Reaching into the past, below: "The House Carpenter" performed by Pentangle (with John Renbourn, Bert Jansch, and Jacqui McShee) during the 1970s folk music revival. "The House Carpenter," a.k.a., "The Daemon Lover," is Child Ballad 243. Many of the mythic writers/artists of my generation grew up during the folk revival and were strongly influenced by it.

And one more: "Jock O'Hazeldean," Child Ballad 293, peformed by Maddy Prior at London's Cecil Sharpe House (The English Folk Dance and Song Society) in 2008. Prior, of course, was the lead singer in the '70s electric folk band Steeleye Span.

If you're in the mood for  few more ballads, try: "The Great Selkie of Sule Skerry" (Child Ballad 113), performed and explained by Scottish singers Caorolyn Allan and Jenny Keldie;  "Twa Sisters" (Child Ballad 10) from Scottish singer Emily Smith (and Julie Fowlis does a lovely version too); Anachie Gordon (Child Ballad 239) from Irish singer Mary Black; "The Famous Flower of Serving Men" (Child Ballad 106) from the British folk stalwart Martin Carthy; and  "Hughie Graeme" (Child Ballad 191) from the great June Tabor.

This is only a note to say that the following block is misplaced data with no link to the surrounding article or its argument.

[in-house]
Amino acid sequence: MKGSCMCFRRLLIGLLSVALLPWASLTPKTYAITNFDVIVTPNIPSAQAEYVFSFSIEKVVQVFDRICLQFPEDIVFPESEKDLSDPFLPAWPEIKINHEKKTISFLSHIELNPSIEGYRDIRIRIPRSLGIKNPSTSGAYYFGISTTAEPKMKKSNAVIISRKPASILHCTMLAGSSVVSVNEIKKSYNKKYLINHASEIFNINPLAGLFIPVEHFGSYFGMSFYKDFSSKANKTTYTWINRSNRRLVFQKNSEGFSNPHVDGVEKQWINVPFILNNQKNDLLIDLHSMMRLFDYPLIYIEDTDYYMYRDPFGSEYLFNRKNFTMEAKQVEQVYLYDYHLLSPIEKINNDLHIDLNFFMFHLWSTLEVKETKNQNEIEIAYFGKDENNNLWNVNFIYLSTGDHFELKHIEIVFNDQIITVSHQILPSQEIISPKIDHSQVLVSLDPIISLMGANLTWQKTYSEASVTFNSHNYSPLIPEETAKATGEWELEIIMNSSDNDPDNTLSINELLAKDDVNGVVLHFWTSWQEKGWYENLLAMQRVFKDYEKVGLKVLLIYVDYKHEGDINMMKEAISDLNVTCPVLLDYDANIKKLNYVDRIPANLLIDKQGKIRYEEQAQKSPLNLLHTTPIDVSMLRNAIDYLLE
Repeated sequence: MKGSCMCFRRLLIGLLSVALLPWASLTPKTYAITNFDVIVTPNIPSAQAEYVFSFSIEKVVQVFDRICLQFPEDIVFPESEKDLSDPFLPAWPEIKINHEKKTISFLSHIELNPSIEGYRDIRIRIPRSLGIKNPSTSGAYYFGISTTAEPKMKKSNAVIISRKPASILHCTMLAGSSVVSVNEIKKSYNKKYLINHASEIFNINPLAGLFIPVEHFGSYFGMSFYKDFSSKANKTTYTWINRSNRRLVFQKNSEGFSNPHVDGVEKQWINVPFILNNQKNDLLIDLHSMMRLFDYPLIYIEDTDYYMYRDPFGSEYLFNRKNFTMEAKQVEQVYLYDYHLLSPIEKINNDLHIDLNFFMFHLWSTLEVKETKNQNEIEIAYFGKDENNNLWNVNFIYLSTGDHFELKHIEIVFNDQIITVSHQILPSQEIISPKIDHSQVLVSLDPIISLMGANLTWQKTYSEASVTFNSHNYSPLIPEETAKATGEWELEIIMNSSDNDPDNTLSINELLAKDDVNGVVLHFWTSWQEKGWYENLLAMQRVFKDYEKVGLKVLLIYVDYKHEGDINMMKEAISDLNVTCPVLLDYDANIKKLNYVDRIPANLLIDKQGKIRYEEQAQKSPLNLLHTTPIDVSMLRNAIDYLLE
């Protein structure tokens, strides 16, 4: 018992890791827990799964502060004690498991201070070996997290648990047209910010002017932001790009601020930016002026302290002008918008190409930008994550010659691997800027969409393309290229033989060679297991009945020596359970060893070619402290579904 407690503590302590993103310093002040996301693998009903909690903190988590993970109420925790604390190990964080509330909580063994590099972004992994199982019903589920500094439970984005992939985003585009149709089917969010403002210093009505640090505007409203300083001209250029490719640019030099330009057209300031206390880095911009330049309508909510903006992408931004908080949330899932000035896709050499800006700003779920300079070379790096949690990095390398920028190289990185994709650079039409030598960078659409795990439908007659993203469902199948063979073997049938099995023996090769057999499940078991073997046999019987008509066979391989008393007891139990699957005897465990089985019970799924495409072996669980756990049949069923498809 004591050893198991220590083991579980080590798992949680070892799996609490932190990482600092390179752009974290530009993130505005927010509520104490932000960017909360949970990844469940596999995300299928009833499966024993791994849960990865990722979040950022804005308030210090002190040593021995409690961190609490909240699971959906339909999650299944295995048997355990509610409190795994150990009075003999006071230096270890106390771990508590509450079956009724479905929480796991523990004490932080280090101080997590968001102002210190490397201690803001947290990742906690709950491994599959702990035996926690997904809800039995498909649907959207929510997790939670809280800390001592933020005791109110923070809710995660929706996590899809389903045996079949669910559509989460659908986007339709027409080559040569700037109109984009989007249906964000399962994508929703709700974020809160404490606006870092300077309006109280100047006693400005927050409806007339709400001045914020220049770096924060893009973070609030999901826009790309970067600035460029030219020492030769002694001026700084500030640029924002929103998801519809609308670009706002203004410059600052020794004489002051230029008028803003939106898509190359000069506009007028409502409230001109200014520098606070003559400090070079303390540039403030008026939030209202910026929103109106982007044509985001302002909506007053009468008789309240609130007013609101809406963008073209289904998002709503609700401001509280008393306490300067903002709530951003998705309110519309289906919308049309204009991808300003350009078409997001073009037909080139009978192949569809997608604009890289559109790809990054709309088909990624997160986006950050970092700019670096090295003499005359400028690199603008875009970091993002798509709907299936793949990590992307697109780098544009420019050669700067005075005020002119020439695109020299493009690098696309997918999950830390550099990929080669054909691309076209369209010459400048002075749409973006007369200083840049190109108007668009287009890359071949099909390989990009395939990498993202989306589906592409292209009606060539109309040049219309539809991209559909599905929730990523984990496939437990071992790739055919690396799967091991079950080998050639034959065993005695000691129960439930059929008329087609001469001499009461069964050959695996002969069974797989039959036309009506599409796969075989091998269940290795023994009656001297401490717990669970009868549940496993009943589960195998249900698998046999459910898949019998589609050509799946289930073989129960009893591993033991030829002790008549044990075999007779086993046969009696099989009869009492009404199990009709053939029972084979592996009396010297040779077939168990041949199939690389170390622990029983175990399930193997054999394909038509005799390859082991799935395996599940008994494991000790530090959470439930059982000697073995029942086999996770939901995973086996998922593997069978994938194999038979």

If you love ballads and folk music, I hope you know about John Boden's wonderful site, A Folk Song a Day. I'm addicted to it.

For a history of the folk revival in Britian, I recommend Electric Eden: Unearthing Britain's Visionary Music, a fascinating book by Rob Young.

And no discussion of ballads is complete without mentioning Charles Vess's  The Book of Ballads, an absolutely magical volume of ballads rendered in narrative graphic form. The book won the Eisner Award, and the original artwork (all 132 pages of it) is now housed in the Library of Congress collections.

Book Recommendations

The Dog's Tale

Tricks & Treats 1The Dog's Tales: a series of posts in which Tilly has her say....